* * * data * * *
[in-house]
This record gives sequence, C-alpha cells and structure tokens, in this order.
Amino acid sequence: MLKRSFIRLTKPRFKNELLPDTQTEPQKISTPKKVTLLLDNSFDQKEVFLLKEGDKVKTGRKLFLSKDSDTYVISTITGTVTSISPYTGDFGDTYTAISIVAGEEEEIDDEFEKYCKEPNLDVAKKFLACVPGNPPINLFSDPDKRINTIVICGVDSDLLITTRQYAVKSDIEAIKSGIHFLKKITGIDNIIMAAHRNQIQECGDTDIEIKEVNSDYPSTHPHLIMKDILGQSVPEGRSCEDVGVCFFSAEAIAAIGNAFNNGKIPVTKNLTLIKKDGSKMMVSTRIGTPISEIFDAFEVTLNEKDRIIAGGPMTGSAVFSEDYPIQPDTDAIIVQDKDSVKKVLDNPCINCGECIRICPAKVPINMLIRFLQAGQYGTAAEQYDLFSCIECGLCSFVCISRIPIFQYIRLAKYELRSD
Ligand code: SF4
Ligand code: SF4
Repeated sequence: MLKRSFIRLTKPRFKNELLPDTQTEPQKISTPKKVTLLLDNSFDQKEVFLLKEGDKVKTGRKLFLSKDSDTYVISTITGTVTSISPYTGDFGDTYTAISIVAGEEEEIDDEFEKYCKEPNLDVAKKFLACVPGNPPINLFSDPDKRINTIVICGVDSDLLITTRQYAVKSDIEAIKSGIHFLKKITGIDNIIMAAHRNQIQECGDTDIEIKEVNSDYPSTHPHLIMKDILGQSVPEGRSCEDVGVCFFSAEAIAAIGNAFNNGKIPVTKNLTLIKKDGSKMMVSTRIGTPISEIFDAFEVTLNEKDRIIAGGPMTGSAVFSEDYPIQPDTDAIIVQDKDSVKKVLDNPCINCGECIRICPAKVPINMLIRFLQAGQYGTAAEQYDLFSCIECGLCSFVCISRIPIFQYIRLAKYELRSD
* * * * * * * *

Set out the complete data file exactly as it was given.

[in-house]
This record gives sequence, C-alpha cells and structure tokens, in this order.
Amino acid sequence: MLKRSFIRLTKPRFKNELLPDTQTEPQKISTPKKVTLLLDNSFDQKEVFLLKEGDKVKTGRKLFLSKDSDTYVISTITGTVTSISPYTGDFGDTYTAISIVAGEEEEIDDEFEKYCKEPNLDVAKKFLACVPGNPPINLFSDPDKRINTIVICGVDSDLLITTRQYAVKSDIEAIKSGIHFLKKITGIDNIIMAAHRNQIQECGDTDIEIKEVNSDYPSTHPHLIMKDILGQSVPEGRSCEDVGVCFFSAEAIAAIGNAFNNGKIPVTKNLTLIKKDGSKMMVSTRIGTPISEIFDAFEVTLNEKDRIIAGGPMTGSAVFSEDYPIQPDTDAIIVQDKDSVKKVLDNPCINCGECIRICPAKVPINMLIRFLQAGQYGTAAEQYDLFSCIECGLCSFVCISRIPIFQYIRLAKYELRSD
Ligand code: SF4
Ligand code: SF4
Repeated sequence: MLKRSFIRLTKPRFKNELLPDTQTEPQKISTPKKVTLLLDNSFDQKEVFLLKEGDKVKTGRKLFLSKDSDTYVISTITGTVTSISPYTGDFGDTYTAISIVAGEEEEIDDEFEKYCKEPNLDVAKKFLACVPGNPPINLFSDPDKRINTIVICGVDSDLLITTRQYAVKSDIEAIKSGIHFLKKITGIDNIIMAAHRNQIQECGDTDIEIKEVNSDYPSTHPHLIMKDILGQSVPEGRSCEDVGVCFFSAEAIAAIGNAFNNGKIPVTKNLTLIKKDGSKMMVSTRIGTPISEIFDAFEVTLNEKDRIIAGGPMTGSAVFSEDYPIQPDTDAIIVQDKDSVKKVLDNPCINCGECIRICPAKVPINMLIRFLQAGQYGTAAEQYDLFSCIECGLCSFVCISRIPIFQYIRLAKYELRSD